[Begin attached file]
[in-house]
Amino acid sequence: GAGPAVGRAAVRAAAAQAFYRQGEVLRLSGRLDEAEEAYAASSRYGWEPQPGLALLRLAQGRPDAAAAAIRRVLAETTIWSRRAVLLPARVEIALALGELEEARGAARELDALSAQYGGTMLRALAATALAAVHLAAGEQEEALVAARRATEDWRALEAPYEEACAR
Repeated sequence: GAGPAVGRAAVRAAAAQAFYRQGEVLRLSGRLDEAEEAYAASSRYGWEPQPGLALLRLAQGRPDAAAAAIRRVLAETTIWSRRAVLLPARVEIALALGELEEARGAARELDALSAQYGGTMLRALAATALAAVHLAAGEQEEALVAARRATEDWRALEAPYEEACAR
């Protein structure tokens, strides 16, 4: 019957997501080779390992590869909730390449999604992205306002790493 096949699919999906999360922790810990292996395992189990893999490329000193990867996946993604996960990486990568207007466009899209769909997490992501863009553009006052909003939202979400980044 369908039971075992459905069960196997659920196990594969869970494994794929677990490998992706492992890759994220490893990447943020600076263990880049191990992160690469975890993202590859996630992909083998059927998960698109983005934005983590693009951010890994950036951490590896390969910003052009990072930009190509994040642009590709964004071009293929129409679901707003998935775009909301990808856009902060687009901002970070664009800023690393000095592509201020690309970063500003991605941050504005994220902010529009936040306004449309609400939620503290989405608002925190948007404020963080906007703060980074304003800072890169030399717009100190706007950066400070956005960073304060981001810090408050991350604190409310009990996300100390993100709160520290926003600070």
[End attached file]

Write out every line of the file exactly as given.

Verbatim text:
[in-house]
Amino acid sequence: GAGPAVGRAAVRAAAAQAFYRQGEVLRLSGRLDEAEEAYAASSRYGWEPQPGLALLRLAQGRPDAAAAAIRRVLAETTIWSRRAVLLPARVEIALALGELEEARGAARELDALSAQYGGTMLRALAATALAAVHLAAGEQEEALVAARRATEDWRALEAPYEEACAR
Repeated sequence: GAGPAVGRAAVRAAAAQAFYRQGEVLRLSGRLDEAEEAYAASSRYGWEPQPGLALLRLAQGRPDAAAAAIRRVLAETTIWSRRAVLLPARVEIALALGELEEARGAARELDALSAQYGGTMLRALAATALAAVHLAAGEQEEALVAARRATEDWRALEAPYEEACAR
């Protein structure tokens, strides 16, 4: 019957997501080779390992590869909730390449999604992205306002790493 096949699919999906999360922790810990292996395992189990893999490329000193990867996946993604996960990486990568207007466009899209769909997490992501863009553009006052909003939202979400980044 369908039971075992459905069960196997659920196990594969869970494994794929677990490998992706492992890759994220490893990447943020600076263990880049191990992160690469975890993202590859996630992909083998059927998960698109983005934005983590693009951010890994950036951490590896390969910003052009990072930009190509994040642009590709964004071009293929129409679901707003998935775009909301990808856009902060687009901002970070664009800023690393000095592509201020690309970063500003991605941050504005994220902010529009936040306004449309609400939620503290989405608002925190948007404020963080906007703060980074304003800072890169030399717009100190706007950066400070956005960073304060981001810090408050991350604190409310009990996300100390993100709160520290926003600070």